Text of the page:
Changes in the way we get our information - online publishing, self-publishing, predatory publishing - have created challenges for scholars. Not only do we have an increase in volume of information, but questions of provenance are often difficult to answer. As you become more familiar with research in your field, you will have a better sense of what information is reliable and which articles are dubious.
As you process information, particularly information found through searches for publicly available documents on the web, consider the following things:
Who or what is responsible for the information? Do they have the credentials to speak reliably on the topic? How can you verify the content? Why are they creating this content? Are they trying to sell you something or is the information legitimate scholarly content? How old is the information?
The library at Cal State Chico developed the CRAAP test, which is an acronym for Currency, Relevance, Authority, Accuracy, and Purpose:
Currency: The timeliness of the information.
• When was the information published or posted?
• Has the information been revised or updated?
• Does your topic require current information, or will older sources work as well? Are the links functional?
Relevance: The importance of the information for your needs.
• Does the information relate to your topic or answer your question?
• Who is the intended audience?
• Is the information at an appropriate level (i.e. not too elementary or advanced for your needs)?
• Have you looked at a variety of sources before determining this is one you will use?
• Would you be comfortable citing this source in your research paper?
Authority: The source of the information.
• Who is the author/publisher/source/sponsor?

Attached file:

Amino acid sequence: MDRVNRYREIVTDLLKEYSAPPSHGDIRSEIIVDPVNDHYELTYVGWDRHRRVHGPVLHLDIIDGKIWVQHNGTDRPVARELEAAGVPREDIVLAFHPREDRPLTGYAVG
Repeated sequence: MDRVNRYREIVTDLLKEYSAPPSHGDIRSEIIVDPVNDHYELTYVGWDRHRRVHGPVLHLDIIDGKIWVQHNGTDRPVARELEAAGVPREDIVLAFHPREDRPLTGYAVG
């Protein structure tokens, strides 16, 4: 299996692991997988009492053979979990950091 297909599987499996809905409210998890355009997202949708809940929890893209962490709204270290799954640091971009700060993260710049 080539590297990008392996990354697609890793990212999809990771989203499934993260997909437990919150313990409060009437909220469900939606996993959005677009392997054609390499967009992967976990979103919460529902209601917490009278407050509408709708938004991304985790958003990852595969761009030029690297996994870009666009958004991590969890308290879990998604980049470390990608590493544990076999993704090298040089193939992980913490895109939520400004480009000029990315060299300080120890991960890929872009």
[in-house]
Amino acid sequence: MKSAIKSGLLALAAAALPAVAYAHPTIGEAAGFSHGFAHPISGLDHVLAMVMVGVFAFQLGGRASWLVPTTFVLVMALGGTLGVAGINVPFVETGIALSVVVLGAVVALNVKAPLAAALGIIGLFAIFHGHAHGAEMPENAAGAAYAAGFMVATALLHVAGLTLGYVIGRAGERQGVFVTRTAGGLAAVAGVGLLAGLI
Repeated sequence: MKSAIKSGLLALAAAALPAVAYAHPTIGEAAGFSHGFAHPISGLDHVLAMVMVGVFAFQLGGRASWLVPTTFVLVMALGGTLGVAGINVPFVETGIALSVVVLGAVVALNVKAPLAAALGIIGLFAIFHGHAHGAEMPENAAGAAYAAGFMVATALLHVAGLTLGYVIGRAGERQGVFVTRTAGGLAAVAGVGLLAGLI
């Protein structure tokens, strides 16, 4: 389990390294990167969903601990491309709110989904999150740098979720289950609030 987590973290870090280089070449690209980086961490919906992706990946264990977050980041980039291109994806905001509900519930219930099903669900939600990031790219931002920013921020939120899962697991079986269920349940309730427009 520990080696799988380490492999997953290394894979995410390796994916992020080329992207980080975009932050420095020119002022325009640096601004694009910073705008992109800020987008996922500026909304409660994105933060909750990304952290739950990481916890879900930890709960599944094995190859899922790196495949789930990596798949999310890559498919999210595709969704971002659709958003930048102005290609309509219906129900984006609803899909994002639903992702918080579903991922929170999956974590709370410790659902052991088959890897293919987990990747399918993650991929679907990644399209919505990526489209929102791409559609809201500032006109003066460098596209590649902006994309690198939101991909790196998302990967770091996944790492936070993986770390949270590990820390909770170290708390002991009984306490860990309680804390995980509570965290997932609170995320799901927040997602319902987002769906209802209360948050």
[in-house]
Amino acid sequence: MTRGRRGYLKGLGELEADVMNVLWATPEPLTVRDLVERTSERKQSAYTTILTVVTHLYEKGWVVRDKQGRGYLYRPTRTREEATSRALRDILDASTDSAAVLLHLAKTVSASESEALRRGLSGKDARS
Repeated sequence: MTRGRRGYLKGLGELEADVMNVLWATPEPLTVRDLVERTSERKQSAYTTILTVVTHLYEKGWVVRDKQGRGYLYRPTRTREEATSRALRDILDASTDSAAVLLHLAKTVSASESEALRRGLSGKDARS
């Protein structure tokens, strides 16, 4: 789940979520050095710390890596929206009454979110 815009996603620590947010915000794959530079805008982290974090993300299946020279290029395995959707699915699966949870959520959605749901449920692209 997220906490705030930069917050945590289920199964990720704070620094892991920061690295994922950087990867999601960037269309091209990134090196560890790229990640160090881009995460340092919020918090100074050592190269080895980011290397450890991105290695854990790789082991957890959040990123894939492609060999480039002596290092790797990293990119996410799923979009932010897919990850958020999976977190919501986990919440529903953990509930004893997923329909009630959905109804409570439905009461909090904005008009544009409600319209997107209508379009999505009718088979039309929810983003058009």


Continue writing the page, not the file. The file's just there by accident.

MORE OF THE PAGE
• What are the author's credentials or organizational affiliations?
• Is the author qualified to write on the topic?
• Is there contact information, such as a publisher or email address? Does the URL reveal anything about the author or source? examples: .com .edu .gov .org .net
Accuracy: The reliability, truthfulness and correctness of the content.
• Where does the information come from?
• Is the information supported by evidence?
• Has the information been reviewed or refereed?
• Can you verify any of the information in another source or from personal knowledge?
• Does the language or tone seem unbiased and free of emotion?
• Are there spelling, grammar or typographical errors?
Purpose: The reason the information exists.
• What is the purpose of the information? Is it to inform, teach, sell, entertain or persuade?
• Do the authors/sponsors make their intentions or purpose clear?
• Is the information fact, opinion or propaganda?
• Does the point of view appear objective and impartial?
• Are there political, ideological, cultural, religious, institutional or personal biases?
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